Jean’s Gospel: Is God Angry?
“And when he got into the boat, his disciples followed him. And behold, there arose a great storm on the sea, so that the boat was being swamped by the waves; but he was asleep.” (Matt 8:23-24)
A recent headline read: ‘Is God Mad?’ Mississippi Tornado Wreaks Havoc; Kills 4. The news article, which covered a Hattiesburg family that just lost their home in a tornado, quoted a young girl who asked her father: “Is God mad at us?” That weekend, nineteen people throughout the Southeast lost their lives in tornados.
It is not uncommon for victims or bystanders to ask if there is a causal connection between a tragedy and God’s wrath, because they understand God to be holy, good and just. They wonder if God caused or allowed the tragedy to occur as judgment or punishment for someone’s sin. God certainly possesses all of those attributes and He does punish sin, but does He make His invisible attributes perceptible in things that actually happen?
People engage in this line of speculation for a variety of reasons. Some Christians want to protect God’s honor by assigning blame to the victims. Other Christians want to use God’s name to bludgeon the victims in order to support their own pet cause. People who hate God may blame and judge Him as an unjust or uncaring deity. However, some Christians may simply be afraid, suffering and/or in mourning and are sincerely looking to God for answers.
“And they went and woke him, saying, ‘Save us, Lord; we are perishing.’ ” (Matt 8:25)
Based on the fact that at least four of the disciples were fishermen, Jesus and the disciples must have been caught in an extreme storm because the disciples were afraid for their lives. I would not be surprised in the least if one thought on their minds was: Is God angry at us?
That would not have been the only time that the disciples attempted to draw a causal connection from a tragedy to God’s wrath. What about the Galileans whose blood Pilate mingled with their sacrifices, people asked? (Luke 13:1). Jesus rejected the causal link and added His own story for an exclamation point: “Do you think that these Galileans were worse sinners than all the other Galileans, because they suffered in this way? No, I tell you; but unless you repent, you will all likewise perish. Or those eighteen on whom the tower in Siloam fell and killed them: do you think that they were worse offenders than all the others who lived in Jerusalem? No, I tell you; but unless you repent, you will all likewise perish.” (Luke 13:2-5)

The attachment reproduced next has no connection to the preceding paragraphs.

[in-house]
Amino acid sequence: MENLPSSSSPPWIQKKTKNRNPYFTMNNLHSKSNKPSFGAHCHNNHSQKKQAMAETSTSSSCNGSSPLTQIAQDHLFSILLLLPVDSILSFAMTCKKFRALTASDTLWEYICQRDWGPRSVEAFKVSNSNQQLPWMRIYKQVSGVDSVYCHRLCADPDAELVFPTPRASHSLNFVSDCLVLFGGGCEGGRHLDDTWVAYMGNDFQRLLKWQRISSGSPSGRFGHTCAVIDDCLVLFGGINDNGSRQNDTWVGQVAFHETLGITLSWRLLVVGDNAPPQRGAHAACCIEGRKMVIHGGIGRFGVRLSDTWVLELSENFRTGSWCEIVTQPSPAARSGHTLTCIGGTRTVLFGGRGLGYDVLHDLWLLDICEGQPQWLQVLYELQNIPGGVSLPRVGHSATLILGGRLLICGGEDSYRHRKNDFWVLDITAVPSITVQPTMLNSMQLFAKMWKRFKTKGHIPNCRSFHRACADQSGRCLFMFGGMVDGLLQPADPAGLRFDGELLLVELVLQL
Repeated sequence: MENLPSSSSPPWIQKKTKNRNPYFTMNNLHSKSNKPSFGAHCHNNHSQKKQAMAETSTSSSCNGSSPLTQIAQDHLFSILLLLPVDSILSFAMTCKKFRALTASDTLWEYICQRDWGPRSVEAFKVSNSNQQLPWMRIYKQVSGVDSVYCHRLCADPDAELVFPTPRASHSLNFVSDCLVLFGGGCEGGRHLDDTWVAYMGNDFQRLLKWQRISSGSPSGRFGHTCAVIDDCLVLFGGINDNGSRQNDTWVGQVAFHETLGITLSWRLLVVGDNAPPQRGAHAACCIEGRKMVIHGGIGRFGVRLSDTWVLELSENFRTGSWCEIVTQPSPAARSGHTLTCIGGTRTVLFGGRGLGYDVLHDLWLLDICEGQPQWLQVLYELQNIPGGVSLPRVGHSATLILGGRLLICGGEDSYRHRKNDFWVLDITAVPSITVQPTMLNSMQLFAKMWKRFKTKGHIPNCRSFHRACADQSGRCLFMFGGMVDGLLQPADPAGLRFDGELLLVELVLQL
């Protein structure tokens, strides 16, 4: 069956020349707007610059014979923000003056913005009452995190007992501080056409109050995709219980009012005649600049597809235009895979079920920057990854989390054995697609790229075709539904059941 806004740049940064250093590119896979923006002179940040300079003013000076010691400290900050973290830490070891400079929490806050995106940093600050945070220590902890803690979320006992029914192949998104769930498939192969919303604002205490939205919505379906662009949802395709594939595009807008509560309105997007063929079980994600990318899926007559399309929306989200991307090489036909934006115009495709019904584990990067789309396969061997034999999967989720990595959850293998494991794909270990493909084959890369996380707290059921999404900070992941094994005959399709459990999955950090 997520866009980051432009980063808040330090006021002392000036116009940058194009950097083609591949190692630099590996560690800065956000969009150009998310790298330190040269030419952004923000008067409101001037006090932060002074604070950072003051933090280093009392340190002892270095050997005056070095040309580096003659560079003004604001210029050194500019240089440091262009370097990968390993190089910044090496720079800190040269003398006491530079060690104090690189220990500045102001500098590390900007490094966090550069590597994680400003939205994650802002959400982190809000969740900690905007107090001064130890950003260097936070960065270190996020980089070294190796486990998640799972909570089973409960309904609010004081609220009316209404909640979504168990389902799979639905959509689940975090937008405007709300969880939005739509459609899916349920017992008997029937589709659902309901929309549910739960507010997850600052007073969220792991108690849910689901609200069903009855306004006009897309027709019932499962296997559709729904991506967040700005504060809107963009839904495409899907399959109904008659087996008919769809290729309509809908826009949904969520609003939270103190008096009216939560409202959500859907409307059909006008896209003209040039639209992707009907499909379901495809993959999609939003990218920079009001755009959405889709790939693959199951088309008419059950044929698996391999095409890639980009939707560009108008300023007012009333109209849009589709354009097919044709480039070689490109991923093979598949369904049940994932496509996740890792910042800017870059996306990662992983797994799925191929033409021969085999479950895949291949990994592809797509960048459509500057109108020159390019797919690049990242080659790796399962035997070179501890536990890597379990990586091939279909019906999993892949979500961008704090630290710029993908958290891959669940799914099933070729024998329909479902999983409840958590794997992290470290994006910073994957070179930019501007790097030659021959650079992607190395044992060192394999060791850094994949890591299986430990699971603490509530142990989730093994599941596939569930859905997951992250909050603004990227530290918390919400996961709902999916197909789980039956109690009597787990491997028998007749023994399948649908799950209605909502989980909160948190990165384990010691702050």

In the Gospel of John we learn of a man born blind. The disciples asked Jesus: “Rabbi, who sinned, this man or his parents, that he was born blind?” (John 9:2) Jesus replied that the man’s blindness was not punishment for the man or his parents’ sin, “but that the works of God might be displayed in him.” (John 9:3)
What about Job? He suffered the loss of family, possessions and health. However, Job appears to have been chosen to suffer not on account of any sin, but on account of his goodness. “And the Lord said to Satan, ‘Have you considered my servant Job, that there is none like him on the earth, a blameless and upright man, who fears God and turns away from evil?’ ” (Job 1:8) God could have chosen a lesser man to hand over to Satan, but He chose Job because Job was blameless and upright.